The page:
There's a small alphabet of different hepatitis viruses out there. Probably the one most people think of is Hepatitis A, a fairly common food borne virus that generally tends to be mild and doesn't lead to chronic illness. It's not even included in the one out of 12 number. World Hepatitis Day is highlighting those who live with chronic Hepatitis B or C. Although different viruses, both can lead to cirrhosis of the liver or liver cancer. Both are blood borne and commonly passed through used needles, sex, and from mother to child in the birth process. Hepatitis B and C are not sneezed or coughed onto someone. They're not passed through toilet seats or doorknobs. An infected person's blood has to get into the blood stream of another person. In the case of Hepatitis B, that other person, especially if they're under age 21, would likely be immunized.
One out of 12 is a huge number. It's a number that's often ignored because in most cases you'd never guess a person has hepatitis. If you think you've never met someone with chronic hepatitis, you're wrong. They're athletes, businessmen, mothers, fathers, children. They look fine. They often feel fine. They may live for decades completely unaware that a virus has taken up residence in their liver cells. The yellow eyes and bulging abdomen that people think of when they picture hepatitis happen only at the end. Seventy-five percent of people with Hepatitis B will thankfully never get to that point. They'll live long healthy lives and die of something completely unrelated to their hepatitis. That's wonderful news. But upwards of 25% may die of liver failure or liver cancer and that's far too many. The amount of research though is small. A drop in the bucket really. In this country, with an effective immunization readily available and required for all school-age children, Hepatitis B is considered a non-issue. Why spend money on something you can prevent from happening in the first place? A valid point. But what about those already living with it? It's near pandemic proportions in poor areas of Asia where mother to child transmissions are common. Yet those areas with the greatest need for a cure have the fewest resources to make it happen.
I adore a person who happens to be "one out of 12". She's smart and beautiful and active. She loves red shoes and dress up clothes and she has a virus that's scarring her liver. She is our baby and she's been a brave fighter since the day she was found as a 4 and a half pound infant in southern China. She fought to gain weight and be heard in a crowded orphanage. She was brave when she was shuffled from orphanage to foster home, back to orphanage, and then handed to people unlike any she'd ever seen before. She was brave for her liver biopsy at age 2 and only requested a red popsicle and balloon in exchange for her hospital trip. And she continues to be brave now on week fourteen of a difficult year-long treatment. She's been amazing, tolerating anywhere from 2-5 needle jabs per week either to draw blood or inject medication. Her carry-on to Mexico contained syringes, a sharps container, and a cooler of medication. Hepatitis B is a tenacious virus that doesn't go down without a fight, but there's nothing it can teach our daughter about tenacity. This is a girl who already plans to wear fancy shoes and eat lots of cake at her wedding someday and we're confident that she'll do it. And we're determined that she'll still be wearing fancy shoes and eating lots of cake at her daughter's and granddaughter's weddings too--although she may be a bit heavier and wearing more practical shoes after all those years of cake-eating!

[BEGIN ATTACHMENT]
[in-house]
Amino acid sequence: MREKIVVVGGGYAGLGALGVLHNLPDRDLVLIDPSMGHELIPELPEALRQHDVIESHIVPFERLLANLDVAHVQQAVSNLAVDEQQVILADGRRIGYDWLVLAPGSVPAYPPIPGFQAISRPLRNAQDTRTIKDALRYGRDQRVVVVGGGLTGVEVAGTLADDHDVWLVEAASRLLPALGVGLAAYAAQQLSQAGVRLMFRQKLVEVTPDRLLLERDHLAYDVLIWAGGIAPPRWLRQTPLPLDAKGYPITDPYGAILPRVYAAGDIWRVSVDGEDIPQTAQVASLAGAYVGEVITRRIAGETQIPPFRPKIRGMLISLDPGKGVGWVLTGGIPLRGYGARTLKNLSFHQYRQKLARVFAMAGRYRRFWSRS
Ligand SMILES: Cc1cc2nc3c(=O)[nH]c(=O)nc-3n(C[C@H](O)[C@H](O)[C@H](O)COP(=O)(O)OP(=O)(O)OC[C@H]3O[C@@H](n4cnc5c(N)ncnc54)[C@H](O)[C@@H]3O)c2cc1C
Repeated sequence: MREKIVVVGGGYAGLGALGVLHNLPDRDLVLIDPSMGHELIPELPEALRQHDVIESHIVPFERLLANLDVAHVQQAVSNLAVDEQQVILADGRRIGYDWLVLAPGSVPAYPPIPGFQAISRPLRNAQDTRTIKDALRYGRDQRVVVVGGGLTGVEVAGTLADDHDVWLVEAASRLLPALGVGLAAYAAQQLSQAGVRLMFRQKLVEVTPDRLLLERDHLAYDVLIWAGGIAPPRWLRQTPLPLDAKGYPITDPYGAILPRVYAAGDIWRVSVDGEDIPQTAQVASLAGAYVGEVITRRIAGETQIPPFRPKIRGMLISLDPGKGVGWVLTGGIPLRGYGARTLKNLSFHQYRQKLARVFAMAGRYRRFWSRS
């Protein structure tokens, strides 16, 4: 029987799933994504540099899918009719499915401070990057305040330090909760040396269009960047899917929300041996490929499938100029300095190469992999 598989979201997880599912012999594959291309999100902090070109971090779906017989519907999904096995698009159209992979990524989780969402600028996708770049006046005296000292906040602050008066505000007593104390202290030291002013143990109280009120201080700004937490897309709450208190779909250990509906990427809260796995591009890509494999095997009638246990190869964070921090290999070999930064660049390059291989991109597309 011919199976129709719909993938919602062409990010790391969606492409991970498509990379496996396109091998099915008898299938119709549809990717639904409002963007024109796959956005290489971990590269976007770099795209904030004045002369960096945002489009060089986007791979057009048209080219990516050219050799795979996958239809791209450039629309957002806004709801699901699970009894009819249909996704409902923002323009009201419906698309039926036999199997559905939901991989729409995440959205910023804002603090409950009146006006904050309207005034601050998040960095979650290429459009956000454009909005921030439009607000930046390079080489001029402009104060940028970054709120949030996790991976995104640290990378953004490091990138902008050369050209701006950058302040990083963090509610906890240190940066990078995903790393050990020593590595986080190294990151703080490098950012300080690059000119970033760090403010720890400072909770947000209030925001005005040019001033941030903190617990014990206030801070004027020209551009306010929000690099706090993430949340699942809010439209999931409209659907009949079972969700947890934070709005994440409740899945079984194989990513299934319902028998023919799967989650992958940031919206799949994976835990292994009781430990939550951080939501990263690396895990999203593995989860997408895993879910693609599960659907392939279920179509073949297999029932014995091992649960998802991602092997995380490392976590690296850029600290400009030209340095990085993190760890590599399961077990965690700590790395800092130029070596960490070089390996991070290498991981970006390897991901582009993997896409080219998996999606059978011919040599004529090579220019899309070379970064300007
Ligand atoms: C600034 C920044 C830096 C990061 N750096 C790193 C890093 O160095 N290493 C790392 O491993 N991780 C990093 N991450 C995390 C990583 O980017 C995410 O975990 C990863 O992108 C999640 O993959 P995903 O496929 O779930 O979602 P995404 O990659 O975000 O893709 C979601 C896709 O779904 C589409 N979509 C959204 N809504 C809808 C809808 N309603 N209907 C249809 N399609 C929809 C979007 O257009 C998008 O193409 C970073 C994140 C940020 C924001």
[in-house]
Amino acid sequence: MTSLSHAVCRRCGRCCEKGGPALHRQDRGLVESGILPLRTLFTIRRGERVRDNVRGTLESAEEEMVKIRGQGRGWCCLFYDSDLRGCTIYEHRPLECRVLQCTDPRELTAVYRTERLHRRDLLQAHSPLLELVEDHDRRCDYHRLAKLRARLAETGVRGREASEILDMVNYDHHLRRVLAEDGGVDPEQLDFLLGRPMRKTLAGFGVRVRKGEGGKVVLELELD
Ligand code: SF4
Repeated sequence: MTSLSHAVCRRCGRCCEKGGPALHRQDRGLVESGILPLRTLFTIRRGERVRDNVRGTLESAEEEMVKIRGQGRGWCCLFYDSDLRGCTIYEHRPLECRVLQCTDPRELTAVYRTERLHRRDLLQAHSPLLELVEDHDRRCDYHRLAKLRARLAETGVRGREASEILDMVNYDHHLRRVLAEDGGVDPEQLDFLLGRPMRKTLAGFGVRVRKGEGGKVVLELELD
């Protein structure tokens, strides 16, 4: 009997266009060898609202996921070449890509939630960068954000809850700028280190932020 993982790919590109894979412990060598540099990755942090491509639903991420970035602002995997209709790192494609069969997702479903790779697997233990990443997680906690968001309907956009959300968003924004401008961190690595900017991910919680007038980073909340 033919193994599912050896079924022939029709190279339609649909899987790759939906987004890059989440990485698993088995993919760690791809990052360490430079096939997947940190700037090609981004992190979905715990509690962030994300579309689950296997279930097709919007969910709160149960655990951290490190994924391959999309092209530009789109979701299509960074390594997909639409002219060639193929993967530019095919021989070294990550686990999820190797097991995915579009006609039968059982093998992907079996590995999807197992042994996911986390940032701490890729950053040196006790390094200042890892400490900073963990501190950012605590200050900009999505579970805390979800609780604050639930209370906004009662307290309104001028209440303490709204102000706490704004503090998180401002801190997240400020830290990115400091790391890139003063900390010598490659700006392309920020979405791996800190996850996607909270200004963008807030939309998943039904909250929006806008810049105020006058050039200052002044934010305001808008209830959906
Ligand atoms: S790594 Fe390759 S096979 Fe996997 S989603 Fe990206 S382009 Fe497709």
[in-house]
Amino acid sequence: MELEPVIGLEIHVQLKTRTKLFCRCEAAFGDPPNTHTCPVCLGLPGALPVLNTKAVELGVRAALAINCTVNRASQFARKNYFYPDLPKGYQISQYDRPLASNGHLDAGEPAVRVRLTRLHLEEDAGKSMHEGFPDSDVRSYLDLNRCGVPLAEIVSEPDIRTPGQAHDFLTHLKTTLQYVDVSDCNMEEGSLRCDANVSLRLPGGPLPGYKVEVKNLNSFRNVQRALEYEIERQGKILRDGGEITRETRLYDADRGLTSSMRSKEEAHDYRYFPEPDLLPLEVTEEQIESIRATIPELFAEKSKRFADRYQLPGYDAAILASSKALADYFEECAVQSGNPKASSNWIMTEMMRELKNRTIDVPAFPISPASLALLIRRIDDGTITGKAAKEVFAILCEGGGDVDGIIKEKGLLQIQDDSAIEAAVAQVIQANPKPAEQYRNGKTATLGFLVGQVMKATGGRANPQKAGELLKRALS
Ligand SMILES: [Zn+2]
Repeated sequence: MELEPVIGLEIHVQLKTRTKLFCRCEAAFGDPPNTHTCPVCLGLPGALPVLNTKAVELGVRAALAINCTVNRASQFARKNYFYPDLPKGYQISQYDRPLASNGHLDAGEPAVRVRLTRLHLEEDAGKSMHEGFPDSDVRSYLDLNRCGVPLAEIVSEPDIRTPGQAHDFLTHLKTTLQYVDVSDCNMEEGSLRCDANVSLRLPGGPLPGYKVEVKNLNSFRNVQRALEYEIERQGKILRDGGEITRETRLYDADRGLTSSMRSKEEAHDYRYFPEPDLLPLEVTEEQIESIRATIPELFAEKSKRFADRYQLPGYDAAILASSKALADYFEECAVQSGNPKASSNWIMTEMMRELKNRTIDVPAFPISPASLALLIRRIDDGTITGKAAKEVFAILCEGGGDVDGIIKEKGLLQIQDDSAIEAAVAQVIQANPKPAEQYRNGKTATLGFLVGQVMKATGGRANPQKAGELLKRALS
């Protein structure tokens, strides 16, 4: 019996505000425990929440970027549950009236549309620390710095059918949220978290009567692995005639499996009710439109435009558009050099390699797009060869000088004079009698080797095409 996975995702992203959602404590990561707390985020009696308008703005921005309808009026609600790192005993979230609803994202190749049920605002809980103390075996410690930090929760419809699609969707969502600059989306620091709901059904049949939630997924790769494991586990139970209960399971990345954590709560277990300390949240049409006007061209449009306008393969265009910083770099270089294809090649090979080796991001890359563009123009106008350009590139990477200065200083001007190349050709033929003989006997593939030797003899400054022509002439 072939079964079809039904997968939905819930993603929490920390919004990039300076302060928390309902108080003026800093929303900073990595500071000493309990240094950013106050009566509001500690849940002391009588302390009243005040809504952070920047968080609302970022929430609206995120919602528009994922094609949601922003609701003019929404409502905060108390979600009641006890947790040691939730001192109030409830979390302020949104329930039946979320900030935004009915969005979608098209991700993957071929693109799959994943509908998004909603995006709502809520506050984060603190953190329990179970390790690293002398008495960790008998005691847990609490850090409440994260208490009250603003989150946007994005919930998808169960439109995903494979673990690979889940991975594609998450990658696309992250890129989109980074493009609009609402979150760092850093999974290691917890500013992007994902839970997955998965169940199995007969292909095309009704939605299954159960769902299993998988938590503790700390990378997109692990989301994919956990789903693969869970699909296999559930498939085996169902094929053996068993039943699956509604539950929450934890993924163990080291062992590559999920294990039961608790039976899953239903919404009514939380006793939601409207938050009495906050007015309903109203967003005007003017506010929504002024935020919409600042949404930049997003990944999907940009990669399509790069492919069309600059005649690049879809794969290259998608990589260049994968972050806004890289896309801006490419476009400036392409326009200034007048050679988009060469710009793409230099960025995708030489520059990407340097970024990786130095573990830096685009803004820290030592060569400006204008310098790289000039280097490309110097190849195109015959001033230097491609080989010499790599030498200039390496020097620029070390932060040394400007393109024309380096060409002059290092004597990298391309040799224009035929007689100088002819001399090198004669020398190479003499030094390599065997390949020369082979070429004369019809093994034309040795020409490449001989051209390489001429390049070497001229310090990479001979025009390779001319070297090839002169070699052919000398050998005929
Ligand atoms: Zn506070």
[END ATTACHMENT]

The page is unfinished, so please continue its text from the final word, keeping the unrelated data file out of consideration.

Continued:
Frankly I'm as "aware" of hepatitis as I ever hope to be. But in this time of world awareness, my hope is that the stigma and myth of hepatitis as a uncommon disease of the "fringe populations" is dispelled. This virus doesn't care if a person is gay or straight, IV drug user or preschooler. If a person has a liver, there's a hepatitis virus that would love to meet them. My daughter doesn't "have" to tell anyone about her hepatitis. Her doctor has given her free reign to participate in all normal childhood activities without any need for disclosure. We knew about our daughter's disease before we adopted her, but it's something we've never openly talked about because it's her story, not ours. Our daughter is chatty though. She said a prayer in her church primary class and asked for a blessing on her liver. She sometimes talks about her medications or her blood draws. How can we expect a three-year-old never to mention something that's so much a part of her life? But we'd hate for her to think our silence equals shame. She hasn't a single thing to be ashamed of and she fills us with pride and joy. For her, everyday is Hepatitis Awareness Day. For the rest of us, I pray that researchers can find a cure to this disease, that people will know they can hug and kiss our daughter without concern, that everyone (especially pointing a finger at China) will immunize their children, and most of all that our darling girl will someday wear fancy shoes and eat lots of cake at her wedding.